If you could explore anywhere in the world, where would you go and how would you get there? Write a story about where you would go and explain your choice. Design a vehicle on paper, like Beebe and Otis did, to take you there.


-A Picture Book of Amelia Earhart by David A. Adler
-Hottest, Coldest, Highest, Deepest by Steve Jenkins
-Mary Anning and the Sea Dragon by Jeannine Atkins
-Moonshot: The Flight of Apollo 11 by Brian Floca
-The Boy Who Drew Birds: A Story of John James Audubon by Jackie Davies

Sunday, March 14, 2010


By Rose Kent
Publisher: Alfred A. Knopf Books
ISBN: 978-0-375-86344-8

FROM THE FLAP: Ice cream warms the heart, no matter what the weather.

That’s the Dobson’s family motto. Whenever things get tough, they break out the special heart-shaped bowls to make sundaes. And the road has been especially rocky lately for Tess and her deaf little brother, Jordan. Their plucky Texan mother talks big, but her get-rich-quick business schemes have only landed them in some serious financial hot water.

Ma’s newest idea is drastic. She abruptly moves the family to snowy Schenectady, New York, where she will use the last of their savings to open her dream business: an ice cream shop. (Too bad the only place she could find an apartment is in a senior citizen’s complex.) Tess wants to be excited about this plan, but life in Schenectady is full of new worries. Who will buy ice cream in their shop’s run-down neighborhood? What will happen when their money runs out? Worst of all is Ma herself—she’s famous for her boundless energy and grandiose ideas, but only Tess and Jordan know about the dark days when she crashes and can’t get out of bed. And Tess can’t seem to find the right words to talk to Ma about it at all.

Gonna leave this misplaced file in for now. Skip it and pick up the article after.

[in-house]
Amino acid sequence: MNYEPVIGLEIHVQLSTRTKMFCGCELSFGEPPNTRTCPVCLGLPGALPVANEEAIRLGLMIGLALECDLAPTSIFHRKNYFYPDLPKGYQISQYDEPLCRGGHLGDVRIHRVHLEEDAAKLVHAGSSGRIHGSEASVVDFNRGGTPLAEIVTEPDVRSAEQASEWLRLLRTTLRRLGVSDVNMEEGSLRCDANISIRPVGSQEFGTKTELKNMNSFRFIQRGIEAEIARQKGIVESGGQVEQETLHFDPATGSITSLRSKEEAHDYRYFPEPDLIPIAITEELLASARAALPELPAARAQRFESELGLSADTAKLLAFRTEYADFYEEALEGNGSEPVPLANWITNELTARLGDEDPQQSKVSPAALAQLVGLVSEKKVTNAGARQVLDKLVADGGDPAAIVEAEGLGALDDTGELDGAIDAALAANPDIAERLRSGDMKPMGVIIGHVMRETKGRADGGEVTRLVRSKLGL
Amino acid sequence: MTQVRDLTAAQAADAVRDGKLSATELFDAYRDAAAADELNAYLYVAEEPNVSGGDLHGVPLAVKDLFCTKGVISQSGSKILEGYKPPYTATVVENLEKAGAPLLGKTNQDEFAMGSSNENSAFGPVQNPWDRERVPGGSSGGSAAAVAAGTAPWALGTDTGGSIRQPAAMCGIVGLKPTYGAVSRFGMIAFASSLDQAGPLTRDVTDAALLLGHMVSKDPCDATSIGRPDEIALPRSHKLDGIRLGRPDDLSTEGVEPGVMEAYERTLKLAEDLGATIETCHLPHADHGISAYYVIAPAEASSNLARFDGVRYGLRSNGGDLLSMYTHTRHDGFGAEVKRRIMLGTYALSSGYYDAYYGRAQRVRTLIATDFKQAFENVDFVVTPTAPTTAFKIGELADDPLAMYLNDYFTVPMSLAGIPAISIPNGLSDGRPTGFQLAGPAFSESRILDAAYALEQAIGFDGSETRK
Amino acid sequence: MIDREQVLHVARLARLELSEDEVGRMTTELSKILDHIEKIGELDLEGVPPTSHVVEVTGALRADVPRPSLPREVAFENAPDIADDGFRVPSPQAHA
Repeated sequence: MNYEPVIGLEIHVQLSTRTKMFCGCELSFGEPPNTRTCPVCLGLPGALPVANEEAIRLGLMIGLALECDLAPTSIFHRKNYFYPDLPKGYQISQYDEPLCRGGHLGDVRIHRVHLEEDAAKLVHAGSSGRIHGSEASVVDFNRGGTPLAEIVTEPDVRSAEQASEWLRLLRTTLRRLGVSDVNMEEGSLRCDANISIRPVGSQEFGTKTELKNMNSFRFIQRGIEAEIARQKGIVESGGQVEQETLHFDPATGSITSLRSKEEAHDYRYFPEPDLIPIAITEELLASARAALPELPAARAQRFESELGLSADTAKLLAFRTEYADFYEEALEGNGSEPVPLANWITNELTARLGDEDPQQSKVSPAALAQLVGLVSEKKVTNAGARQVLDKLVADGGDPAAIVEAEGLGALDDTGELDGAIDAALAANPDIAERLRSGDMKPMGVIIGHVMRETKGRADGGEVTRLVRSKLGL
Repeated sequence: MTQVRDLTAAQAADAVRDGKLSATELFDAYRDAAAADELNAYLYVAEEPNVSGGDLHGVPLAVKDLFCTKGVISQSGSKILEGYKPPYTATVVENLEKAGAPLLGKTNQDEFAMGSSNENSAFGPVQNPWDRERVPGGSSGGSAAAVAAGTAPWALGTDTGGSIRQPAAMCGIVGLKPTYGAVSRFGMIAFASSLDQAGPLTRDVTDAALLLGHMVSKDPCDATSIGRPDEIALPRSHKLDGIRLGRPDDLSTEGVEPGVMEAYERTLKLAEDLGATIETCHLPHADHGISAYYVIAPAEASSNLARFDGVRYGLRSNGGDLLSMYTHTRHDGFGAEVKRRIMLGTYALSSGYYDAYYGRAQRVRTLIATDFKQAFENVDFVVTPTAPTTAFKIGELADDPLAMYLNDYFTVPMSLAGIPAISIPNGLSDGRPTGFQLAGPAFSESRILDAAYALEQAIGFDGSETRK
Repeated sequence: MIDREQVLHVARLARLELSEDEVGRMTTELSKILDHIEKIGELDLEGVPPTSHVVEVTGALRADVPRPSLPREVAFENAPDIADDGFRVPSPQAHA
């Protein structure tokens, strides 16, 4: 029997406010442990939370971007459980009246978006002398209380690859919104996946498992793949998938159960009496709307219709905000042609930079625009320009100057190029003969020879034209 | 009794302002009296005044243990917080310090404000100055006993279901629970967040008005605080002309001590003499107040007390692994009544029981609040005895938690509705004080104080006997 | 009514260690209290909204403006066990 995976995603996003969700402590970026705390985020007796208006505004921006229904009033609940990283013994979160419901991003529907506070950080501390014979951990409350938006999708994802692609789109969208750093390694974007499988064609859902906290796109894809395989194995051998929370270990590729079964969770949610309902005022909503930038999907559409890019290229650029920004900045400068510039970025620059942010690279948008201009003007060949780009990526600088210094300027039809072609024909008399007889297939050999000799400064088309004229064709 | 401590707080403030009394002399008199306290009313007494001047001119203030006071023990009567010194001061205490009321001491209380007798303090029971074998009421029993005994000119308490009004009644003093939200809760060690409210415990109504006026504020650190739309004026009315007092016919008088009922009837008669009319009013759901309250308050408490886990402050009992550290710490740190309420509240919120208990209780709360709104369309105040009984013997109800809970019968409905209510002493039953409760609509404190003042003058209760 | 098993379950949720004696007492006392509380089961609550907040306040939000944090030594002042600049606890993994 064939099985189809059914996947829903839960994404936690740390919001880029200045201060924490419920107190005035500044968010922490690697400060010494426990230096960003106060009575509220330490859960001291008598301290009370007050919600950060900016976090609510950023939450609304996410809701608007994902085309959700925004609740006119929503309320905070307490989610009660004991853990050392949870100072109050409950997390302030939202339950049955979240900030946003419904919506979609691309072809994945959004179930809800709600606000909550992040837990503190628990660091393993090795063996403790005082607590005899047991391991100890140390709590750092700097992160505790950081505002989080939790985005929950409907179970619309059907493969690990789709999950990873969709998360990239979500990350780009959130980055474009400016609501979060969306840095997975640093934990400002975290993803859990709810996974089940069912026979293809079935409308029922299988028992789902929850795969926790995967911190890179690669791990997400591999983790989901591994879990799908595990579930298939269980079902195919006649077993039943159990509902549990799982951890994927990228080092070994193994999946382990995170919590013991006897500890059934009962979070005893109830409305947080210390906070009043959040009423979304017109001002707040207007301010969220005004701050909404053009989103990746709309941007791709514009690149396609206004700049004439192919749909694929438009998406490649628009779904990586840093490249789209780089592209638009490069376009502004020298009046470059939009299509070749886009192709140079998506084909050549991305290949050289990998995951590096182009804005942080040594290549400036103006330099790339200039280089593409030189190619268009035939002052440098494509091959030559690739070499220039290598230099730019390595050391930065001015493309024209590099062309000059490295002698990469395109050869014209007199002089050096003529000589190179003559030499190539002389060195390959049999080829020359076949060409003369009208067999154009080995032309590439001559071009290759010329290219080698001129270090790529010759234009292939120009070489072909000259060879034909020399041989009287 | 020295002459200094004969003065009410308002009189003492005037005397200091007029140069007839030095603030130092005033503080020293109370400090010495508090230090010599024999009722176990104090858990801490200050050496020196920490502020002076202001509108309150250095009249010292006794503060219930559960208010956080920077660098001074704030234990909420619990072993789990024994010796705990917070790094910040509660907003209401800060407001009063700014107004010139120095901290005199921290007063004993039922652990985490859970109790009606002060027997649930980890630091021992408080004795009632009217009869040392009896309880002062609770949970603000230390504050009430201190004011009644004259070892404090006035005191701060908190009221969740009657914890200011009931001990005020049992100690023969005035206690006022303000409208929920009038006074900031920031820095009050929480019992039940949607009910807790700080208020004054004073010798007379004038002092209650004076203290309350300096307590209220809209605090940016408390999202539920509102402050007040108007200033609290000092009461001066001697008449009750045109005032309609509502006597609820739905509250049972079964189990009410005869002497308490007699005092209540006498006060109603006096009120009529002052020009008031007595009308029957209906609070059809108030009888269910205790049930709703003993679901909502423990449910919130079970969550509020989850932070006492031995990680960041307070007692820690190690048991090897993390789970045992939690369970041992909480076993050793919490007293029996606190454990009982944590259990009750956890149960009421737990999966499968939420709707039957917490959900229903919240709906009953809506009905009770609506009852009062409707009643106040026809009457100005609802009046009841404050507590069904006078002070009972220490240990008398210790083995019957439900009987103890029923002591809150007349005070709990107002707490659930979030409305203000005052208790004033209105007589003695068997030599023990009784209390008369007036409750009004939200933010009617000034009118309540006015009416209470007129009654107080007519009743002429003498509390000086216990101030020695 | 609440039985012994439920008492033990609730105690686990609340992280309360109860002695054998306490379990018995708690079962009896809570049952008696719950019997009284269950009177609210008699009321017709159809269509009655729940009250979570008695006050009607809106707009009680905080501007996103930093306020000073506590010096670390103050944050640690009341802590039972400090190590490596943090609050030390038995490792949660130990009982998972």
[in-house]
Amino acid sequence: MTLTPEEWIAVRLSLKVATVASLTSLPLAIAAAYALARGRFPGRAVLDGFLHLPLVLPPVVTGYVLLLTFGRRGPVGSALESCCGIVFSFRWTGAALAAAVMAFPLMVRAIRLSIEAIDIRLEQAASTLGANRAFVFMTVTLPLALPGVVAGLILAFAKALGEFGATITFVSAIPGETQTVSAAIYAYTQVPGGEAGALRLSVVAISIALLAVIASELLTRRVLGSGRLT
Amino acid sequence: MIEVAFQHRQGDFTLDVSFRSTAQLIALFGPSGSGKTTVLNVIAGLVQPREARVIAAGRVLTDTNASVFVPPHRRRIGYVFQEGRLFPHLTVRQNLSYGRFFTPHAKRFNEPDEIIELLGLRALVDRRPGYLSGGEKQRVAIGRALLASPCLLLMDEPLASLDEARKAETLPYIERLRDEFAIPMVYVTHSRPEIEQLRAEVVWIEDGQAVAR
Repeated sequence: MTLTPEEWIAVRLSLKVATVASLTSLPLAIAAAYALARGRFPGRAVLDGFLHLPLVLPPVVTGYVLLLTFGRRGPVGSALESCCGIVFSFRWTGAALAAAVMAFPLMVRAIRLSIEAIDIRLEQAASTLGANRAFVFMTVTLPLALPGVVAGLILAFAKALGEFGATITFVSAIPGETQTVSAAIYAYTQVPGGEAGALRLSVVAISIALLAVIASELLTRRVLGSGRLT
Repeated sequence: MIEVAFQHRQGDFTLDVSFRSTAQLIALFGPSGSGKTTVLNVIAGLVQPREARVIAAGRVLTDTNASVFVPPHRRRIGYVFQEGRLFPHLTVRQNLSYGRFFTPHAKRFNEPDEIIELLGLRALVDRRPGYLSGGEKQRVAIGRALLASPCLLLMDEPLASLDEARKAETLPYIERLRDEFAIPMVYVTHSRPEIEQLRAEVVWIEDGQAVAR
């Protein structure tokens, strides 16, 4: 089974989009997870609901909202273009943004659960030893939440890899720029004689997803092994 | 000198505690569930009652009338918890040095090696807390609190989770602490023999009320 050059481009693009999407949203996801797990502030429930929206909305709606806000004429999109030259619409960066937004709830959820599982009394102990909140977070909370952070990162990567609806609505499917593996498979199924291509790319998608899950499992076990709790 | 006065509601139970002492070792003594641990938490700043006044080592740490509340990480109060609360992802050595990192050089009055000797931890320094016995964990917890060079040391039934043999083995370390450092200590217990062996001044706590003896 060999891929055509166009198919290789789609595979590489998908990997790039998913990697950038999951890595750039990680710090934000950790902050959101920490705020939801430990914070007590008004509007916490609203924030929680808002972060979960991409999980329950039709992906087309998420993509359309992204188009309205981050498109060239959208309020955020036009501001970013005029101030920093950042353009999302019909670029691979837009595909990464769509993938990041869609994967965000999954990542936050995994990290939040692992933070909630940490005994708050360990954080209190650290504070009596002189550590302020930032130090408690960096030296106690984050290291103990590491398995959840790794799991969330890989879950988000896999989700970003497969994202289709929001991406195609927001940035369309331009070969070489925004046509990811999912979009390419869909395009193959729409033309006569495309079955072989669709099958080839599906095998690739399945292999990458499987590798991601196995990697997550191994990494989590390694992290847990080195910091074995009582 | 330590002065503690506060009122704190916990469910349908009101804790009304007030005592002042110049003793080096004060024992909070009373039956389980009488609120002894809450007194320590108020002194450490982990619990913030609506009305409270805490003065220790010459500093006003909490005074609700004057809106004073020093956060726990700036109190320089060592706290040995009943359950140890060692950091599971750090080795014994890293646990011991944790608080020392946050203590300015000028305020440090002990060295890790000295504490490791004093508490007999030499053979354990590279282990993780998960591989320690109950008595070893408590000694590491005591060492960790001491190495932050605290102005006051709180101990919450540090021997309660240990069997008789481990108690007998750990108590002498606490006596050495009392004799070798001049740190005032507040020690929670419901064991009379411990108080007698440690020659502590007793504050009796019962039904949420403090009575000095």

This moving story of family, community, and ice cream proves that with a little help from the people around us, life really can be sweet—and a little nutty—just like Rocky Road.

ASL SENTENCES (Interpersonal and Bodily/Kinesthetic)